The festivities of Carnival ended this week on Ash Wednesday.
The tradition has been around since the 16th century, representing a rich part of Madrid’s culture.
The occasion slowly evolved to have street processions until 1936 when the Spanish Civil War began. For 44 years after that the Franco dictatorship banned them until they started again in the 1980s. It has since been stopped for two years because of the COVID-19 pandemic, but since 2022 the festivities have been back.
This year the celebrations started Saturday, February 18 with a Carnaval parade at Parque Madrid Río from 12:00 to 14:00. The parade kicks off the celebration with dancing, music and partying.There are three symbols represented in the parade: mythological Madrid, Madrid of the Austrians and Madrid of the Movida.
They are seen as the three main moments in the city that unite the different cultures to enjoy one of the most fun celebrations Madrid has to offer. It is typical to see tightrope walkers, giant ladies, swordsmen, stilt walkers, skaters and jugglers.
During the initial parade the traditional proclamation was made by Fernando Gil, an actor most well-known for his role on the Netflix original series, Machos Alfa. The traditional proclamation is read by a famous person to signify the beginning of the celebration.
That same night The Círculo de Bellas Artes hosted a masquerade ball. It was first organized in 1891 at the Teatro de la Comedia. Since then the ball has become more than just a part of Carnaval and reigns as an event of its own.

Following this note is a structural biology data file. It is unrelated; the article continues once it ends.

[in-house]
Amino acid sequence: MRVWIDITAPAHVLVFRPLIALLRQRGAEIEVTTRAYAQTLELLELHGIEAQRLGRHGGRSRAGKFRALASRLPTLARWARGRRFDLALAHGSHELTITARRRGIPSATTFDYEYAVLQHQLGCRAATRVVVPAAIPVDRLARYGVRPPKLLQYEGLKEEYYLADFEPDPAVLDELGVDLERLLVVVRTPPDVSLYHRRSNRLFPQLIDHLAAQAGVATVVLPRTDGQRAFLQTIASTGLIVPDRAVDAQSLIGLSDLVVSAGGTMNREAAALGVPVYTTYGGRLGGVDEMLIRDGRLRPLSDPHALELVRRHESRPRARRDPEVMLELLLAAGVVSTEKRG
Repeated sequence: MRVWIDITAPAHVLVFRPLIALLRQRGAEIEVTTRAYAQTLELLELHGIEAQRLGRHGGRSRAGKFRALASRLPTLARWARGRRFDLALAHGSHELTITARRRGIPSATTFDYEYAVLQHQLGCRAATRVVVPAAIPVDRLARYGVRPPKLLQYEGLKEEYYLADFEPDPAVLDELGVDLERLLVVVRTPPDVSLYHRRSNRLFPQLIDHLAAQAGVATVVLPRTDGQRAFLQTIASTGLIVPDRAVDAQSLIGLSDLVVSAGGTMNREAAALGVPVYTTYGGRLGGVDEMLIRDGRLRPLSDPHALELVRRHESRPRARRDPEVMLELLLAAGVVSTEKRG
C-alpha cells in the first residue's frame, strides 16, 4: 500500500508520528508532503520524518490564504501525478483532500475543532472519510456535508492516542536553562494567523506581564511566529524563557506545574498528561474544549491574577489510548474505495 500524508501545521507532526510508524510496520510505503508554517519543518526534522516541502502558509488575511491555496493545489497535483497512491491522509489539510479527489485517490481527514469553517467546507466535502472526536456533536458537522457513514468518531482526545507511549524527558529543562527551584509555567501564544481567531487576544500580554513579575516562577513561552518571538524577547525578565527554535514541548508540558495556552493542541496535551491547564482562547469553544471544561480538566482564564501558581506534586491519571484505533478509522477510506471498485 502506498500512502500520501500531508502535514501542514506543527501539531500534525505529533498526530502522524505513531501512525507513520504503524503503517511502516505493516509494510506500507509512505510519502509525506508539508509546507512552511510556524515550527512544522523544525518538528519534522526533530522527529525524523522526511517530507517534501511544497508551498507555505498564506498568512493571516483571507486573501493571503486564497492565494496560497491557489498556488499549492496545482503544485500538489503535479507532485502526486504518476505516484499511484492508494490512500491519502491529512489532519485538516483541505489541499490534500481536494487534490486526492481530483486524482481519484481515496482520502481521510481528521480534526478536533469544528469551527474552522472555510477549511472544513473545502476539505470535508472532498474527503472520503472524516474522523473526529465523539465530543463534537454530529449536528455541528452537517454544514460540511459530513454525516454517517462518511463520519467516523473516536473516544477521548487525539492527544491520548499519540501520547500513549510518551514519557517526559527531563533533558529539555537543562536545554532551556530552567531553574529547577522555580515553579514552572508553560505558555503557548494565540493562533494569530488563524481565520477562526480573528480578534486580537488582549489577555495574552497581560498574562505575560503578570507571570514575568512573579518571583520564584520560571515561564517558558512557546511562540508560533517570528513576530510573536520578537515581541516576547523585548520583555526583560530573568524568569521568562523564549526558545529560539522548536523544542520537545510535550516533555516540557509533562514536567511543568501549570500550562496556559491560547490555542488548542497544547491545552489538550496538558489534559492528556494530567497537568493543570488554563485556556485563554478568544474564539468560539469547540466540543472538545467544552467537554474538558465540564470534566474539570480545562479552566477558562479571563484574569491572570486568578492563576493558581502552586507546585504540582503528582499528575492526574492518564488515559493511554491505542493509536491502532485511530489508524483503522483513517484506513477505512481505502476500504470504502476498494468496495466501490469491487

During this time, Matadero Madrid also hosted a variety of festivities including a musical festival with multiple local artists and DJs.
Along with the Manteo del Pelele, a Arrabel Castilian culture inspired event where a puppet is dressed up in traditional Madridian clothes and is made to perform to live music on stage. On Sunday morning, the puppet was dressed up and taken to the center with the help of the crowd, while opening up his cape as a grand display.
A newer addition to the traditional celebration of Carnaval took place on Sunday afternoon was the Chirigotas y Comparsas at Plaza Legazpi. It consisted of a meeting with different Carnaval groups performing songs about current social, political, and sports issues. Many of the performances had a comedic aire to it that made the crowds both laugh and see the issues they brought up.
One of the final events of the almost five-day long celebration is the 250th Burial of the Sardine which consists of a funeral procession that ends in Casa de Campo at the Fuente de los Pajaritos. The burial represents the burial of the past to allow society to be reborn and transformed for the better.
The fourth edition of the procession started at Plaza de San Antonio de la Florida, making its way into Comandante Fortea, Santa Comba and Doctor Casals until they got into Casa de Campo at 21:00. They followed the River Manzanares which was lined with more than a hundred establishments to offer their original interpretations of sardines to honor the tradition.
The burial is commemorated with a large fire to purge past vices. A large fire is a common Spanish tradition after a celebration to allow everyone to be renewed after the festivities. This year’s celebration sparked a great deal of energy and joy in the city, remaining a large part of its culture.